Imelda Whelehan has put it succinctly in the quote I’ve transcribed above: what we’re seeing, not just at the level of popular culture, but also, in business and political culture, is a rising nostalgia for the “good old days” when women knew their “proper place”. The naïveté of such nostalgia astounds me. As if we could really return to an antiquated and anti-egalitarian social system that completely ruled out one half of the population from contributing to the world in which they live, and living up to their full potential as human beings. I don’t understand why the problems that surround work and jobs are always narrowed down to placing blame upon feminism, and it's laughable to suggest that feminism holds any real sway these days when young women proudly declare themselves not to be feminists. Like Whelehan, I hope “young women of this generation will feel similarly galvanised by the current atrophy of political debate; maybe this time someone will feel nostalgic for the heady days of the women’s movement” (p. 179). Amen.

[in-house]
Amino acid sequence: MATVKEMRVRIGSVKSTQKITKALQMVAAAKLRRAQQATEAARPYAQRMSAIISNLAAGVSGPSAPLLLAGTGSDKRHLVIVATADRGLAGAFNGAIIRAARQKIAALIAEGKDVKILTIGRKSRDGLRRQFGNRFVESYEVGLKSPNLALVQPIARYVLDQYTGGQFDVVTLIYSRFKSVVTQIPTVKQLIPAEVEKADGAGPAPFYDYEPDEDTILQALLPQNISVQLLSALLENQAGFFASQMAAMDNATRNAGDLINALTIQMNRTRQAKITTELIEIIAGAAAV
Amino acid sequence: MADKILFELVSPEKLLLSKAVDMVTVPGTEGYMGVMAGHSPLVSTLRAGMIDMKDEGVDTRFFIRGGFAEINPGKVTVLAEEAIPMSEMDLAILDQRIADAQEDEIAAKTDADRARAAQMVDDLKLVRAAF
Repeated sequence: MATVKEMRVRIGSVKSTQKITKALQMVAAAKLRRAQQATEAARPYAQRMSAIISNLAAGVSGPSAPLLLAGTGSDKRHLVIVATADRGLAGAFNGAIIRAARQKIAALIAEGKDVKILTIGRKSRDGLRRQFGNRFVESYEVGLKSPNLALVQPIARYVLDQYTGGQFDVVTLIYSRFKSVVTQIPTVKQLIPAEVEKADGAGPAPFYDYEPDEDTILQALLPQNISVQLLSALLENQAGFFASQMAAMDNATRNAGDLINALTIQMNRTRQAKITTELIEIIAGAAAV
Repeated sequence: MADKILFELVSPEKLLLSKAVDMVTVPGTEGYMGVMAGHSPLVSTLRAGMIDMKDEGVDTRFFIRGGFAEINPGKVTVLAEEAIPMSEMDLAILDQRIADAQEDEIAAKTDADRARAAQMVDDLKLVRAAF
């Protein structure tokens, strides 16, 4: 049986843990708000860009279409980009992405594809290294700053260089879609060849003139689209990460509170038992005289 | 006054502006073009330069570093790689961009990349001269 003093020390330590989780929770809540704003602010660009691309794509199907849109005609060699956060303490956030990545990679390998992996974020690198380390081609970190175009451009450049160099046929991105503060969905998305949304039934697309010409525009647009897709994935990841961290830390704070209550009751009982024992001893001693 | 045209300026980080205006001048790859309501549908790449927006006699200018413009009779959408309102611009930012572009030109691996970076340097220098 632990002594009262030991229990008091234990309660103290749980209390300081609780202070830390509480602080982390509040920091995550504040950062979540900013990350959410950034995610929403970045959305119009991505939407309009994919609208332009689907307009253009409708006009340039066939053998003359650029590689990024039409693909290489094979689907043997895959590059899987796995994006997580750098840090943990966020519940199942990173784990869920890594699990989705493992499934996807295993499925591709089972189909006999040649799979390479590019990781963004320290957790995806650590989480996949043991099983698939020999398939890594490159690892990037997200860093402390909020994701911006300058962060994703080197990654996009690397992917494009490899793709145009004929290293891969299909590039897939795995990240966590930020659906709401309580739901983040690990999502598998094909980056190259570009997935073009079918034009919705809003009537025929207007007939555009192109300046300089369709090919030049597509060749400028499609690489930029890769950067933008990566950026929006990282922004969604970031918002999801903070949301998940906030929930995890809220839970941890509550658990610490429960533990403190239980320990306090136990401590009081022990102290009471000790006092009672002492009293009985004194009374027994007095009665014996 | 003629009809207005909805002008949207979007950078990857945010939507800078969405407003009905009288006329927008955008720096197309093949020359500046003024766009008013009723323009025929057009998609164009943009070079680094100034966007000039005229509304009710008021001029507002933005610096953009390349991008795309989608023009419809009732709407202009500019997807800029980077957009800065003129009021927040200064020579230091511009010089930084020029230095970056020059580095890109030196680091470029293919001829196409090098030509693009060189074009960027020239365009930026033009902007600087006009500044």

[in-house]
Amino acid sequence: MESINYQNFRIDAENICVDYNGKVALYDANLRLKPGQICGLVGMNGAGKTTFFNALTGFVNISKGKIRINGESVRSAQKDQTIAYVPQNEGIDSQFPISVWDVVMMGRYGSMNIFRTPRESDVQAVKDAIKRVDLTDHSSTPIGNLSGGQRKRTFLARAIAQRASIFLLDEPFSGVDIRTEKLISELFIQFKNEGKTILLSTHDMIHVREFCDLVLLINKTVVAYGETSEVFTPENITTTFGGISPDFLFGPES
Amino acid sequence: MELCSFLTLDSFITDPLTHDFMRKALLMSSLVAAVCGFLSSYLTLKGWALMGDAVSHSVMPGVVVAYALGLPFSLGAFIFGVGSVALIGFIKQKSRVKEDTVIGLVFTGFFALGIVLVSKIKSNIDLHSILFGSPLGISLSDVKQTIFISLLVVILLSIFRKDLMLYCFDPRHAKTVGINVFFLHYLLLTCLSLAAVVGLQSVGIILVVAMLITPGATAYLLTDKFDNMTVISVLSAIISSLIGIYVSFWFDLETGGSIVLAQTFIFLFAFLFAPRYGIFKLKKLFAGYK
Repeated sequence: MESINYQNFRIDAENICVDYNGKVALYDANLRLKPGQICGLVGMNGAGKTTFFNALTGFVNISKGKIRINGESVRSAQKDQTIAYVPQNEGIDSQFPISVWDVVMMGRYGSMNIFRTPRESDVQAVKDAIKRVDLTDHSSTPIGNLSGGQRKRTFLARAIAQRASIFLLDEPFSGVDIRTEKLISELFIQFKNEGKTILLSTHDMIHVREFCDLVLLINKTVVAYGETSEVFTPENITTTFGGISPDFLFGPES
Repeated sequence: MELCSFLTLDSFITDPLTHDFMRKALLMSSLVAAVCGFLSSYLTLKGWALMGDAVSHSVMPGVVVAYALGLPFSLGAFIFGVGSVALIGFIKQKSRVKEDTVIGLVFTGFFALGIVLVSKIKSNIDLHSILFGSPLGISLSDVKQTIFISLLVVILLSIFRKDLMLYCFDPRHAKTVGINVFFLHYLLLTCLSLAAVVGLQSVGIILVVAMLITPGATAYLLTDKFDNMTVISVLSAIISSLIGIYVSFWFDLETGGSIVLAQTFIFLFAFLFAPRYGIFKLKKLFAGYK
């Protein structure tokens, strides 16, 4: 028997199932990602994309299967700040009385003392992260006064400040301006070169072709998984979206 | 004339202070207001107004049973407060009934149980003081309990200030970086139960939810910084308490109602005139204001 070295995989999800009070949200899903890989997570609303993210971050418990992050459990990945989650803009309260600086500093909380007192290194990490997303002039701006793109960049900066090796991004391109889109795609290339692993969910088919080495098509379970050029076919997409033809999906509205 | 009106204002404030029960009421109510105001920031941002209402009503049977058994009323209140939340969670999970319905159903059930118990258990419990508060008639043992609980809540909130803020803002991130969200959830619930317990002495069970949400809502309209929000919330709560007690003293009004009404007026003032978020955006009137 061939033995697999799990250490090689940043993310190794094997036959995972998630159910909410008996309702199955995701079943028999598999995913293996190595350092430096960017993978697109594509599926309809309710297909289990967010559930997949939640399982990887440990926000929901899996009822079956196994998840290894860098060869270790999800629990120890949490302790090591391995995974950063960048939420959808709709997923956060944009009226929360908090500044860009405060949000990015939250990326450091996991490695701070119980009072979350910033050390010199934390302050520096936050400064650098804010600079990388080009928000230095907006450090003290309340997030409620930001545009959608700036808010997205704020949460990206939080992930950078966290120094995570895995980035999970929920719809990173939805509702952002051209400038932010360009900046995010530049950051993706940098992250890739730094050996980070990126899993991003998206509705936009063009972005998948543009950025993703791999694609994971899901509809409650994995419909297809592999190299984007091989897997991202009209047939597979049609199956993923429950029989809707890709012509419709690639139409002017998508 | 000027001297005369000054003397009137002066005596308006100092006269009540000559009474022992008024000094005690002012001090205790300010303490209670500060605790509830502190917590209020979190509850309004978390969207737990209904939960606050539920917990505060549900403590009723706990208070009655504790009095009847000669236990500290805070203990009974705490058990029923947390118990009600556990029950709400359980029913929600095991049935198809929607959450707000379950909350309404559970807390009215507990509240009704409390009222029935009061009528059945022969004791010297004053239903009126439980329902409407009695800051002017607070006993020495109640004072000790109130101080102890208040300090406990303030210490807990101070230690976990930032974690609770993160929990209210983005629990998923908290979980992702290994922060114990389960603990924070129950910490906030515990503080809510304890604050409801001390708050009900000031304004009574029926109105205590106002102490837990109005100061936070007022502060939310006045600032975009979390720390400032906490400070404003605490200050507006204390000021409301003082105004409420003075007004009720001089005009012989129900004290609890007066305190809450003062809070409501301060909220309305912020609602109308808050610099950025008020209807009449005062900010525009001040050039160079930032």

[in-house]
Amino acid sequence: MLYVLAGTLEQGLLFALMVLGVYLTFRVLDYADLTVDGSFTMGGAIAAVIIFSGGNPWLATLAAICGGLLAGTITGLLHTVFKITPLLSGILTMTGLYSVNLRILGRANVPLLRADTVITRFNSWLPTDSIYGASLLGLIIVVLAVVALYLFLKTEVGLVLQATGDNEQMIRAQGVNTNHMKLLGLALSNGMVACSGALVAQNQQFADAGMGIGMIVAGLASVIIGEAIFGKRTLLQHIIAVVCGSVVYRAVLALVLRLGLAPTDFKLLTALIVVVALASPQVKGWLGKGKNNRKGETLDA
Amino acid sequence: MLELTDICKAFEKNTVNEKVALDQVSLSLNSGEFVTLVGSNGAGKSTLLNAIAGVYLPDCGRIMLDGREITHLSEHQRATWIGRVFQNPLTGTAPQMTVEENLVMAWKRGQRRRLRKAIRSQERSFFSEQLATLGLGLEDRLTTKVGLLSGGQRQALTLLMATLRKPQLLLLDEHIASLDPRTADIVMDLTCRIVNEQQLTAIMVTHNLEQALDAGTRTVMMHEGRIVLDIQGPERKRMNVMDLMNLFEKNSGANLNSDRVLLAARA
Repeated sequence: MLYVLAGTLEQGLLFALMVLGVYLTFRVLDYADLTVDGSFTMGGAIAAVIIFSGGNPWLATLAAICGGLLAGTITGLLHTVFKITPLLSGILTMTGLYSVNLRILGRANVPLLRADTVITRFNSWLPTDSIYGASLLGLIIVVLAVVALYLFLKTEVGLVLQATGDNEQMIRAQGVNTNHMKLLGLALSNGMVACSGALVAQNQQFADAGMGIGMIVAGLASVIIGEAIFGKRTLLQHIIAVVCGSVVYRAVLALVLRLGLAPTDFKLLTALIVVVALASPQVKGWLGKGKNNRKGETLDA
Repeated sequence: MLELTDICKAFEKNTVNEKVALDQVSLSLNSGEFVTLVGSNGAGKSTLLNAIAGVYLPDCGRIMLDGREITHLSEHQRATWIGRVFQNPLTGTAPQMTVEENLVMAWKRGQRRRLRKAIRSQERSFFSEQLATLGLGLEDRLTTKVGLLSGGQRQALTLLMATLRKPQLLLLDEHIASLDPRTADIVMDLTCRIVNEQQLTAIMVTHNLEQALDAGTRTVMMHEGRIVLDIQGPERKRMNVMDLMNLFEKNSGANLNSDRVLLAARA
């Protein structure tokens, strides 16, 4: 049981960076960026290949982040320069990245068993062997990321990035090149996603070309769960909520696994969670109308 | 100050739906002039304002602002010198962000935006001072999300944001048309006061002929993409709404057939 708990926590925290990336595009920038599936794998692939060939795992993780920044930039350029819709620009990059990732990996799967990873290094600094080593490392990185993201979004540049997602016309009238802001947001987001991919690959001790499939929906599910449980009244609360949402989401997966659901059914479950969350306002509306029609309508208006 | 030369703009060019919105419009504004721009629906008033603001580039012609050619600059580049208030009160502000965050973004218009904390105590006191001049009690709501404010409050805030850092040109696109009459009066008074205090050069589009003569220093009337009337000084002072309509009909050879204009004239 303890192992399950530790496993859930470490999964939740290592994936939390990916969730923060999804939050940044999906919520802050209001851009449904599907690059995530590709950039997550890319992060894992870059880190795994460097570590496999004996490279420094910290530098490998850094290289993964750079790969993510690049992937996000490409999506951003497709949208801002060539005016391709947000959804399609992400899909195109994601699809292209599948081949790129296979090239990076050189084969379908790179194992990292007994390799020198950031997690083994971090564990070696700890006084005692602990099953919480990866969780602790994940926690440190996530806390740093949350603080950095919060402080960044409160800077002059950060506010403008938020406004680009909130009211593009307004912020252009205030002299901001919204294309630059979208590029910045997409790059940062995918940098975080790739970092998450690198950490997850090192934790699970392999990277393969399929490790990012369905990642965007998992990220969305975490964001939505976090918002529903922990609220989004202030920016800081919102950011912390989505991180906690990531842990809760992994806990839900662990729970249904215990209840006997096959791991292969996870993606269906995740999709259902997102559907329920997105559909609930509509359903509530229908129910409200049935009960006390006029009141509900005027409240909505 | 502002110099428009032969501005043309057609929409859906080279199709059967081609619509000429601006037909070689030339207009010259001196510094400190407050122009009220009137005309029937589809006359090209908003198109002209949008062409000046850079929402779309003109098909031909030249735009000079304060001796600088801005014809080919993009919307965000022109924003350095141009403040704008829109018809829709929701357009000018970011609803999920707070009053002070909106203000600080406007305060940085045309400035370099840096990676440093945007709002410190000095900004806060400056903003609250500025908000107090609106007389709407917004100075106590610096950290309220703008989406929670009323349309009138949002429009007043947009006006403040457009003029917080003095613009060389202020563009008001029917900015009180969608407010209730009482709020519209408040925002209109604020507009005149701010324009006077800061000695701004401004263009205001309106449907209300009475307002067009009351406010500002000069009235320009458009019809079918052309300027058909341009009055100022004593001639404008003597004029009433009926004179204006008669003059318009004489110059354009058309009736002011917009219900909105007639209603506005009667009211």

Image credit: parade down Fifth Avenue, New York, 1970, on the 50th anniversary of the passage of the 19th Amendment, which granted women the right to vote. Photographer: John Olson. Copyright Life Magazine.

19 comments:

If Jane said...

sadly i have heard many silly accusations against feminism.
one thing i have wondered often is whether or not the young women of today are feminists or not. ??
and if i am still a feminist it is because of pay equity.

Caitlin Rose said...

I find it very disheartening when women my age say that they are not feminists. I also find it disrespectful of the women who had to fight for our rights, and even just the common woman who had to enter the inhospitable workplace. Yes, feminism still has a long way to go. As a lover of pop culture, I find I'm always trying to both be entertained, and also not feel pressured. Thank you for writing this, I think I would like to Whelehan's book, it might help me. Thank you for this.

xx

Caitlin Rose

C said...

I'm a younger (college-aged) person, and I think one of the main problems with girls of my generation and feminism is that our perception of it is often thwarted by poor representations.

I went to an all-girls high school, where feministic values were naturally pushed upon us in our curriculum, given the chance. While well-intentioned, the heavy-handed cheesiness of "girl power" and the blatantly distinct "Role of Women" sections in our history books didn't inspire students so much as make them groan at the awkwardness of it all. In a way, focusing too much on so-called "women's issues" only widened the gap between male and female, as if on one hand, there was history, and then on the other, there were women.